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New Victory Blog

The New Victory Blog is a place to learn more about New York’s theater for families and the shows we produce. Find out what we do and what we’re passionate about—exploring the arts as a family.

Create a furniture-rocket, discover a new planet and make a new friend in this Family Activity!  For each show in the season, we post a new Family Activity. You can find all of our past Family Activities on our blog and at Pinterest.com/NewVictory.

Furniture Rocket

In The Way Back Home, The Boy flies all the way to outer space using his bed as an airplane. In this activity, invent your own furniture-mobile and fly all the way to the moon!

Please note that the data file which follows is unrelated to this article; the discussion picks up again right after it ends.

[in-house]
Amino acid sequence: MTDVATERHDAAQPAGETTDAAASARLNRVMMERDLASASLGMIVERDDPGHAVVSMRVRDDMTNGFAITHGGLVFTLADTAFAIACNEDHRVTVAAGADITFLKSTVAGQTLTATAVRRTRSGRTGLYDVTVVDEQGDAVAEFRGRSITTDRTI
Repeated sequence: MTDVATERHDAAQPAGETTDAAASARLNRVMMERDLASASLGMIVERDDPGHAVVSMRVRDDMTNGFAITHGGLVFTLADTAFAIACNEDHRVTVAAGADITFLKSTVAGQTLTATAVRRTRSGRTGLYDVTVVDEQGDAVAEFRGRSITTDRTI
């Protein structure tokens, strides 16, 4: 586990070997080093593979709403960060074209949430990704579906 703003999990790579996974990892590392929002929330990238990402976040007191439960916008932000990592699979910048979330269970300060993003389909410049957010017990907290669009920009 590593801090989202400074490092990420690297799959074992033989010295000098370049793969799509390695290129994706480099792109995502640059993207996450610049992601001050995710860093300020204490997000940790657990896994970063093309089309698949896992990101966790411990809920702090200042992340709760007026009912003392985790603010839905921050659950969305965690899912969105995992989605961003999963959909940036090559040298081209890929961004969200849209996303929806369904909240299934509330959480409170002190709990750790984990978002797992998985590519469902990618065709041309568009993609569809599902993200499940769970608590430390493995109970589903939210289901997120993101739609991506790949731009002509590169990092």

Materials: Paper, crayons/markers, a flashlight

Step One: Choose a piece of furniture in your house that you would use to fly to the moon (maybe your bed? Your chair? Your pillow?) and name your spacecraft. 

Step Two: After you choose your spacecraft, turn off the lights as outer space is very dark. Grab your flashlight, a grown-up and get ready to fly to the moon on your furniture-rocket! 

Step Three: Pretend you're flying and imagine all the sounds you may hear. Try to use only sound effects (no talking!) on your way there. Use your flashlight to find your way. Shine it on different things in the room and pretend they're flying through space.
  • What sound does your spacecraft make as it blasts off? Is it a loud motor? Does it make a whistling noise?